Tag Archives: #innerjourney

It’s Not Working.

How many times do you go through your pantry and throw away stuff that has expired or gone bad? The things you thought you would use but have forgotten or no longer need.

How often do you go through your closet and select clothes to throw away or donate? Clothes that do not fit you or are out of fashion.

Now, how often do you go through your thoughts or beliefs and throw the ones that are not working for you any more? The beliefs that do not serve you but have become harmful.

At some point in my life I thought that a) I could only have one best friend and b) that friend should know everything about me or more than others. Now at that young age, it was possible to do that – but as I grew up it became impossible because the social circle changed, I changed – things that I thought were important were no longer relevant. That belief was not working for me, so I had to change it – expand it.

It was an innocuous belief, but it had far-reaching impacts on who I trust even now. I know what I don’t do, which is a blessing, but it doesn’t change what I do. It is an effort.

We all have such mental models on which we base our life. And these models worked when they did – that’s why we use them again and again, but there comes the point when they don’t work, but we still try to use them like squeezing the honey out of an empty bottle. A wise person would wake up to the fact that the bottle is empty and its time to get a new jar of honey.

It is obvious to use when we outgrow our clothes, but we are very negligent when it comes to our thoughts and mental models. Mental hygiene is not taught in our society. Nobody talks about it – that is another widely held belief in the community. So much of the problems in the world exist because we do not let go of what has expired. Imagine eating food that has expired – no way; we throw it away even if it is a day past. But we hold onto thoughts are that centuries old. Don’t believe me – then take up any popular Netflix show – you will see the same themes pop up – underdogs rising, a man fighting with a man for territory (or planet), greed, politics. We haven’t changed and never will unless there is a rise in consciousness.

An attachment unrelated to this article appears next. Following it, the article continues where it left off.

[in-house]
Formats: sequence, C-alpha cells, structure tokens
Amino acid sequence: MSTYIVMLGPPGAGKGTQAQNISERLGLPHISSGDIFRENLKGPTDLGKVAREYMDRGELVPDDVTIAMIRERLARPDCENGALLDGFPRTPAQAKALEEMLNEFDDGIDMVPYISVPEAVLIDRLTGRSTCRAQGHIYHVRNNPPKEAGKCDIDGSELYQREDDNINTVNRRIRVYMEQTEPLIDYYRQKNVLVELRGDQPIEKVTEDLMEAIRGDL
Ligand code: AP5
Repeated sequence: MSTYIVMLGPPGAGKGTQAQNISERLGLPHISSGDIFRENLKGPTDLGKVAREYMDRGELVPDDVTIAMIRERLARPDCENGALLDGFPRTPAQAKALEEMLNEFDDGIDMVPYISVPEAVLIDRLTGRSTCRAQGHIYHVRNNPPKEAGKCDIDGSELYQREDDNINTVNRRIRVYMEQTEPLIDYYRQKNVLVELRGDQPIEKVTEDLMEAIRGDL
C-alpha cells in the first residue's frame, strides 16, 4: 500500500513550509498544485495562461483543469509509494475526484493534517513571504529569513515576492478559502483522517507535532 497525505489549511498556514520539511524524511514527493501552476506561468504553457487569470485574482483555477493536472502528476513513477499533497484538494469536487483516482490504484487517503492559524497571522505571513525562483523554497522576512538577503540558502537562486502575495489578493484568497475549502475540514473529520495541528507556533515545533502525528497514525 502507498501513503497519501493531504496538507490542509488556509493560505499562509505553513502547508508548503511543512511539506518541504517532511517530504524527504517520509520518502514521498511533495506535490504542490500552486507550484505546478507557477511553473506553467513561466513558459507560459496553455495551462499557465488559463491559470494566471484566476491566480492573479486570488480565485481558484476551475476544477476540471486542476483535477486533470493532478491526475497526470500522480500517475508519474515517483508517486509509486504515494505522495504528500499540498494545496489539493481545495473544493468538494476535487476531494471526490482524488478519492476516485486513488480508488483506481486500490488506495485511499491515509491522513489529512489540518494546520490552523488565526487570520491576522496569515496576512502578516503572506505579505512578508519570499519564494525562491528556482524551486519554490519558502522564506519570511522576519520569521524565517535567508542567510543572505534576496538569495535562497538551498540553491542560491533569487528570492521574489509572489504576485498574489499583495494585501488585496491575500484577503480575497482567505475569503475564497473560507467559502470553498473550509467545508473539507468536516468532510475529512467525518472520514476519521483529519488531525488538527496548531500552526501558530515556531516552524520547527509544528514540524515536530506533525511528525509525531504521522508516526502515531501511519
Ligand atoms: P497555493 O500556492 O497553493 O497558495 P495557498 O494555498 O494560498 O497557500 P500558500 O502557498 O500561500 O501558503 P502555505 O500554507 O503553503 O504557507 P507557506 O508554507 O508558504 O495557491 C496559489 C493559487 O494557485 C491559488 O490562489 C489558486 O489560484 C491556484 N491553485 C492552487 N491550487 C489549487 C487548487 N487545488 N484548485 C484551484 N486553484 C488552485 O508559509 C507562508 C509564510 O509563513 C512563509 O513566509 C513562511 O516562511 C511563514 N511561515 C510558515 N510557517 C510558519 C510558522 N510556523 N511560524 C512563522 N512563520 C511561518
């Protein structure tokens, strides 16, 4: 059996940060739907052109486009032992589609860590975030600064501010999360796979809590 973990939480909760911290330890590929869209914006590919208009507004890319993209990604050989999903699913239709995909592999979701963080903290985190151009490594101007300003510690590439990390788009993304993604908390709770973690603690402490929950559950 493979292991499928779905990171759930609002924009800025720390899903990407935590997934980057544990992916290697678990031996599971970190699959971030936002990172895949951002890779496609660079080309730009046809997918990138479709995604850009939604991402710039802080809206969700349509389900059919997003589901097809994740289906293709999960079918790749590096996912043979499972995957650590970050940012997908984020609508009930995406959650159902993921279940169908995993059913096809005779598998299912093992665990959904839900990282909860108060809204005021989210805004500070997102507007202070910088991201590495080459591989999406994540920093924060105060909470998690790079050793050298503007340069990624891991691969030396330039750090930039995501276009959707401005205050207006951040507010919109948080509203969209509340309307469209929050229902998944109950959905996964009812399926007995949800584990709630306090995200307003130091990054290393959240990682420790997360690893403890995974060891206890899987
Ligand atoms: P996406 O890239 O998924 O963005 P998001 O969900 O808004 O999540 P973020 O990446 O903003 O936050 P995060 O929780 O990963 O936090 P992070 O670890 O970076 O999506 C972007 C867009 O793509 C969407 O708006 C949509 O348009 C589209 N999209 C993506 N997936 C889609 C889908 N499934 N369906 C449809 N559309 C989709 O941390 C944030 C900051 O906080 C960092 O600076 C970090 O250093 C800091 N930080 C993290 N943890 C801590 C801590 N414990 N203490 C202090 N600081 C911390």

Real change and a much-needed one can happen if each one of us becomes aware – self-management is the key. A tree knows what it has to do when it rains or when it’s windy. We do too, but we have been focused on how we look, how others look that we never look inside to see what we know.

If each one of us took upon us to wake up our inner compass, the world would be a different place to live. How will you go about discovering your inner compass today?

Groundhog Day

I have been watching episodes of Law and Order Season 2, which aired in 1990. Apparently, it was the first series to introduce the forty-five-minute episode format and also the first to include both sides of the story (Law and Order). I am enjoying it – if you remember reading my blog about Right Vs. Right it helps me exercise my ethics muscle – it does make me wonder whether there is something that can be truly right or truly wrong. But what I am left wondering as I watch the episodes is that we are still facing the same issues two decades later – racism, abuse, drunk driving – in some ways it does feel like groundhog day.

Now, if we go back to Romans, Greeks – the politics, power play existed then and exists now. We have made some progress (I would like to believe so) regarding slavery etc., but I am not convinced that we have come any closer to solving the cause of the problem.

What do you think is the cause of the problem? The society we live in? The world we live in? Our leaders? Our parents? Or is the right question – WHO is the cause of the problem. The answer is Me, You, Us – Humankind. We are the root of the problem. We are the only constants since society’s humble beginnings.

Root Cause Problem Solving means you tackle the problem at the root and not alleviate the symptoms. If we don’t realize that we are the problem we will look outside to solve it.

A policeman sees a drunk man searching for something under a streetlight and asks what the drunk has lost. He says he lost his keys and they both look under the streetlight together. After a few minutes the policeman asks if he is sure he lost them here, and the drunk replies, no, and that he lost them in the park. The policeman asks why he is searching here, and the drunk replies, “this is where the light is.”

For example: